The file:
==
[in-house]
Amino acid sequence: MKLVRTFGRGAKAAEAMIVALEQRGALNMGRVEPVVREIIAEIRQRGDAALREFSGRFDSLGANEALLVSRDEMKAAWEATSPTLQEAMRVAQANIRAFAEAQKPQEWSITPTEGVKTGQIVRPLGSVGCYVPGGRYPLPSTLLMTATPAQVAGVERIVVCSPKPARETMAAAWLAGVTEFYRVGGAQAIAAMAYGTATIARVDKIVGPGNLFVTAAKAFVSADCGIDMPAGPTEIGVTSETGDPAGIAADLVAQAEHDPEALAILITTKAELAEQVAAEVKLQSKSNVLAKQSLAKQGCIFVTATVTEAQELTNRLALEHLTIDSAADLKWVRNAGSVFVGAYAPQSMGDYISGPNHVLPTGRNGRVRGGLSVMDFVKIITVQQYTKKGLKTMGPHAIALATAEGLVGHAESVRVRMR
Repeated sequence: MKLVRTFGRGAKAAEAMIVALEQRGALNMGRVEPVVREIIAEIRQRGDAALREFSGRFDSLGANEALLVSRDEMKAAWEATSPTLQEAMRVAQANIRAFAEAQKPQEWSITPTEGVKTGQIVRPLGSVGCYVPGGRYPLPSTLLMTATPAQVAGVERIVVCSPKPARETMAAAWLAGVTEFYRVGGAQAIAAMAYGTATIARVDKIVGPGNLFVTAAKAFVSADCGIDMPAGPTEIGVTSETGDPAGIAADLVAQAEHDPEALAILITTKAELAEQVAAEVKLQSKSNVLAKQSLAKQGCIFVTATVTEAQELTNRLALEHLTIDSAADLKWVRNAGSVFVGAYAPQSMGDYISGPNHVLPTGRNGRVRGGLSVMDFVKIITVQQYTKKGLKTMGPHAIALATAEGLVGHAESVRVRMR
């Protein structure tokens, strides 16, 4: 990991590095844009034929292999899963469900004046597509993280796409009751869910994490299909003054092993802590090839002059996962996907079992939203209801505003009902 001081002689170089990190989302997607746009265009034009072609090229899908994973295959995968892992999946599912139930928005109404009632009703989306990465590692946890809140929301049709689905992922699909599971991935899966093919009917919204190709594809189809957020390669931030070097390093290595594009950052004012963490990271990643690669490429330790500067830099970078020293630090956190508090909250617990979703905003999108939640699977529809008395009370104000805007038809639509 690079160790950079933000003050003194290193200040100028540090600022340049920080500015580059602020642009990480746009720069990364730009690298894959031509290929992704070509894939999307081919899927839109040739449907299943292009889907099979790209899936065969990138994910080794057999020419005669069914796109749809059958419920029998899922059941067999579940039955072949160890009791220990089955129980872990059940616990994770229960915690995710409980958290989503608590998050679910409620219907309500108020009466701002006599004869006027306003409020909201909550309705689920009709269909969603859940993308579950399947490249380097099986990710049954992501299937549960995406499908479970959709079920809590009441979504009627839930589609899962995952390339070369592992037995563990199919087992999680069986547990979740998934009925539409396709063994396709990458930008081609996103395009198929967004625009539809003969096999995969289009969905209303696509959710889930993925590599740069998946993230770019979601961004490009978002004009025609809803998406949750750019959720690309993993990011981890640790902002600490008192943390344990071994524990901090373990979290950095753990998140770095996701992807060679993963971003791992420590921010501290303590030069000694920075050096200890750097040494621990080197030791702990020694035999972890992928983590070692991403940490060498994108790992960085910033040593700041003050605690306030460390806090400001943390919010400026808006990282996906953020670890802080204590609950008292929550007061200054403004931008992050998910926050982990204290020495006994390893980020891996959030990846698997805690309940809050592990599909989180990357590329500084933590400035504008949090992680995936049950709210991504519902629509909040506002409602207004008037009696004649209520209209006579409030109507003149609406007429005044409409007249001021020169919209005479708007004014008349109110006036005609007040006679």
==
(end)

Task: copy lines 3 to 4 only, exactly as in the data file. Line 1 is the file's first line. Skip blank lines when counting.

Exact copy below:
Repeated sequence: MKLVRTFGRGAKAAEAMIVALEQRGALNMGRVEPVVREIIAEIRQRGDAALREFSGRFDSLGANEALLVSRDEMKAAWEATSPTLQEAMRVAQANIRAFAEAQKPQEWSITPTEGVKTGQIVRPLGSVGCYVPGGRYPLPSTLLMTATPAQVAGVERIVVCSPKPARETMAAAWLAGVTEFYRVGGAQAIAAMAYGTATIARVDKIVGPGNLFVTAAKAFVSADCGIDMPAGPTEIGVTSETGDPAGIAADLVAQAEHDPEALAILITTKAELAEQVAAEVKLQSKSNVLAKQSLAKQGCIFVTATVTEAQELTNRLALEHLTIDSAADLKWVRNAGSVFVGAYAPQSMGDYISGPNHVLPTGRNGRVRGGLSVMDFVKIITVQQYTKKGLKTMGPHAIALATAEGLVGHAESVRVRMR
């Protein structure tokens, strides 16, 4: 990991590095844009034929292999899963469900004046597509993280796409009751869910994490299909003054092993802590090839002059996962996907079992939203209801505003009902 001081002689170089990190989302997607746009265009034009072609090229899908994973295959995968892992999946599912139930928005109404009632009703989306990465590692946890809140929301049709689905992922699909599971991935899966093919009917919204190709594809189809957020390669931030070097390093290595594009950052004012963490990271990643690669490429330790500067830099970078020293630090956190508090909250617990979703905003999108939640699977529809008395009370104000805007038809639509 690079160790950079933000003050003194290193200040100028540090600022340049920080500015580059602020642009990480746009720069990364730009690298894959031509290929992704070509894939999307081919899927839109040739449907299943292009889907099979790209899936065969990138994910080794057999020419005669069914796109749809059958419920029998899922059941067999579940039955072949160890009791220990089955129980872990059940616990994770229960915690995710409980958290989503608590998050679910409620219907309500108020009466701002006599004869006027306003409020909201909550309705689920009709269909969603859940993308579950399947490249380097099986990710049954992501299937549960995406499908479970959709079920809590009441979504009627839930589609899962995952390339070369592992037995563990199919087992999680069986547990979740998934009925539409396709063994396709990458930008081609996103395009198929967004625009539809003969096999995969289009969905209303696509959710889930993925590599740069998946993230770019979601961004490009978002004009025609809803998406949750750019959720690309993993990011981890640790902002600490008192943390344990071994524990901090373990979290950095753990998140770095996701992807060679993963971003791992420590921010501290303590030069000694920075050096200890750097040494621990080197030791702990020694035999972890992928983590070692991403940490060498994108790992960085910033040593700041003050605690306030460390806090400001943390919010400026808006990282996906953020670890802080204590609950008292929550007061200054403004931008992050998910926050982990204290020495006994390893980020891996959030990846698997805690309940809050592990599909989180990357590329500084933590400035504008949090992680995936049950709210991504519902629509909040506002409602207004008037009696004649209520209209006579409030109507003149609406007429005044409409007249001021020169919209005479708007004014008349109110006036005609007040006679």